Traditionally most hill farmers have been opposed to large-scale planting of trees arguing that it threatened fragile, rural communities by removing those families involved in sheep farming.

Nothing stays the same forever, and the chill winds of economic reality have seen hill sheep numbers halved in many areas of Scotland.

Those who own land in our hills and uplands aren't stupid. They have done their sums and some have opted to remove sheep from their land in favour of more lucrative deer stalking and grouse shooting. With Brexit looming, and the real possibility of lamb prices collapsing combined with a seismic shift in the way hill sheep farming is supported, many are now seriously considering planting their marginal hill land with trees.

The UK is the fourth largest net importer of timber/timber products. The weaker pound as a result of the Brexit vote has boosted timber prices. Demand for logs is strong and biomass markets have lifted the value of small round-wood.

On top of improving prices, there is also considerable cross-party political support in Holyrood for forestry expansion that has led to attractive grants being made available. For example, support from the Scottish Forestry Grant Scheme, approximately £4,320 per hectare, is likely to run to a surplus - it costs approximately £3,000 to £3,500 to establish a crop of trees.

The arguments for planting marginal land with trees in favour of grazing it with sheep were well-documented in an independent study commissioned by Confor, the body representing the forestry industry, in 2013 and updated in 2014. It made a specific economic comparison between an established productive conifer forest at Eskdalemuir extending to 20,000 hectares and agriculture on an equivalent area of land.

The study indicated that once in a sustainable productive cycle, forestry generates around three times the economic output of hill sheep farming before subsidy payments. Farming required a public subsidy of £22,600 per FTE (full time employee) to survive, while forestry received a modest contribution of one sixth that of farming.

Once established forestry is also much less dependent on annual subsidy payments to maintain viability. Forestry generates a significant trading surplus before subsidy, while hill farming trades at a loss.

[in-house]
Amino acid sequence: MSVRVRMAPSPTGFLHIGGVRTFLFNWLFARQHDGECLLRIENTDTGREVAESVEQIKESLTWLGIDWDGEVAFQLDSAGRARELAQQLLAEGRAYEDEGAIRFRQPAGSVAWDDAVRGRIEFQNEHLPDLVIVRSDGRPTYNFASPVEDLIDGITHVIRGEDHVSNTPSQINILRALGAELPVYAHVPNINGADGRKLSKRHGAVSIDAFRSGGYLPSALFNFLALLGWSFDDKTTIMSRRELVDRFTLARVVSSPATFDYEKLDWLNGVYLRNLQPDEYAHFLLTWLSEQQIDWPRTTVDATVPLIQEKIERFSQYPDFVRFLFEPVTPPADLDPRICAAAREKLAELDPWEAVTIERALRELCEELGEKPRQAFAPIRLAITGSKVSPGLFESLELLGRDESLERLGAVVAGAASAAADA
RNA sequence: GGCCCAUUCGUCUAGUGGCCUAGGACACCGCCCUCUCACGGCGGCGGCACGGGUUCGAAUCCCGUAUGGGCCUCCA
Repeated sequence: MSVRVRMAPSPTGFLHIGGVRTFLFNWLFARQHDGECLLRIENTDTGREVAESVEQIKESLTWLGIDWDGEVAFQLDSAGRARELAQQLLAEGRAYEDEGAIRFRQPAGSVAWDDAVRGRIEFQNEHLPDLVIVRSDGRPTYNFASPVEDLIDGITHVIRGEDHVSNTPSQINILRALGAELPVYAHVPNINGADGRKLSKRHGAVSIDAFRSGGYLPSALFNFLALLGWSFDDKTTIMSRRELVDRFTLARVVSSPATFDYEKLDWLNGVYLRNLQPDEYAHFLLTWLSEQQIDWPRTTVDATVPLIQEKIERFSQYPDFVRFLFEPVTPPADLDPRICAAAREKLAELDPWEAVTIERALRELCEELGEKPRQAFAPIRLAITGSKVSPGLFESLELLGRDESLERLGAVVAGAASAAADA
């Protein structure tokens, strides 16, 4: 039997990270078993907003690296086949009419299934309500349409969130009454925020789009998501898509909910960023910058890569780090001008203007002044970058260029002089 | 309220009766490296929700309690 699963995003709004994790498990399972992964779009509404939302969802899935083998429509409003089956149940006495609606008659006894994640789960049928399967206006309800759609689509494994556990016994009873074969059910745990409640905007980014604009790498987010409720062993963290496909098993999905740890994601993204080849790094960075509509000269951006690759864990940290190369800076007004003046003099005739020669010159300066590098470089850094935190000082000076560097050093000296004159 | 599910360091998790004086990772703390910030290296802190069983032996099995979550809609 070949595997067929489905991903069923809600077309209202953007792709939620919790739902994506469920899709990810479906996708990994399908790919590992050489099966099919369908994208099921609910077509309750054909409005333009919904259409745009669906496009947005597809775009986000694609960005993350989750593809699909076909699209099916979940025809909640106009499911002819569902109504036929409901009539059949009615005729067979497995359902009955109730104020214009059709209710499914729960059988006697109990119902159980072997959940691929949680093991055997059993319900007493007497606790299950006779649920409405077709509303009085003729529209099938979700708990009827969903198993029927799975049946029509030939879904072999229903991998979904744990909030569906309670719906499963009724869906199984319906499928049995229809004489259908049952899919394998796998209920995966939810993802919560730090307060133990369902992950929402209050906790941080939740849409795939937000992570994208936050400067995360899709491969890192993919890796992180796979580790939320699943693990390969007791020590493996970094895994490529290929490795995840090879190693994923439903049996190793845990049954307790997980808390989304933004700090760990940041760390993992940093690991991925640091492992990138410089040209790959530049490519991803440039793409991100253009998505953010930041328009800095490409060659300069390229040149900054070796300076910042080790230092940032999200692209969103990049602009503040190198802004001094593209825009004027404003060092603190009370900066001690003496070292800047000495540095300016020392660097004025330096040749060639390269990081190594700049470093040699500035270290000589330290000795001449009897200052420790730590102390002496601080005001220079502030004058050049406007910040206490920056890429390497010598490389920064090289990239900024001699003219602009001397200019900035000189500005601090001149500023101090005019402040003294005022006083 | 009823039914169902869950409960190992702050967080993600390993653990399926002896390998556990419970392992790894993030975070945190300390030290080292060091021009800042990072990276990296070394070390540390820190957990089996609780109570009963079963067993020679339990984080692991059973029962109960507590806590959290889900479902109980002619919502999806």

Forestry also resulted in almost double the level of spending in the local economy as agriculture.

The results detailed related only to Eskdalemuir and were not directly comparable with farming or forestry in other hill areas of Scotland due to wide variations in productivity, costs, returns, subsidy eligibility and subsidy rates. Nevertheless, many landowners have come to the same conclusions as the report and are looking very seriously at forestry as an option in the light of Brexit uncertainties.

Patrick Porteous, a partner in forestry and woodland specialist John Clegg & Co reckons it is important to establish woodland with sufficient scale to make it economically viable and said: "In the past, many shelterbelts have been planted around farms, which has helped with diversification and in providing shelter for livestock. But once those shelterbelts mature they are not necessarily economically viable for harvesting, given such problems like extraction across fields. So it is important to get the design right and infrastructure in place for access."

Mr Porteous says he rarely sees large parcels of land for planting coming to the market, simply because they are sold very quietly off-market between a farmer and a forestry company. He knows of two major forestry companies that are accumulating land for planting through this method for clients.

"It could be that farmers are getting good value. After all, it is a transaction between a willing buyer and a willing seller. However, most properties are sold on the open market for good reason. It guarantees that the seller is achieving the best possible price in the open market at that time. Whereas, through negotiation (off market) you are never really certain what that best price is if you are only negotiating with one or two buyers."

Mr Porteous said there is a significant amount of capital looking to be invested by private investors, who rightly see a future in the production of timber.

He went on to suggest that farmers could consider applying for planting approval and then market their land. "It would allow the seller to realise full market value in the land, reduce the risk for the buyer and ultimately our government would achieve the planting target of 15,000 hectares per year going forward. It would certainly stimulate more business in the rural economy which is in danger of stagnating."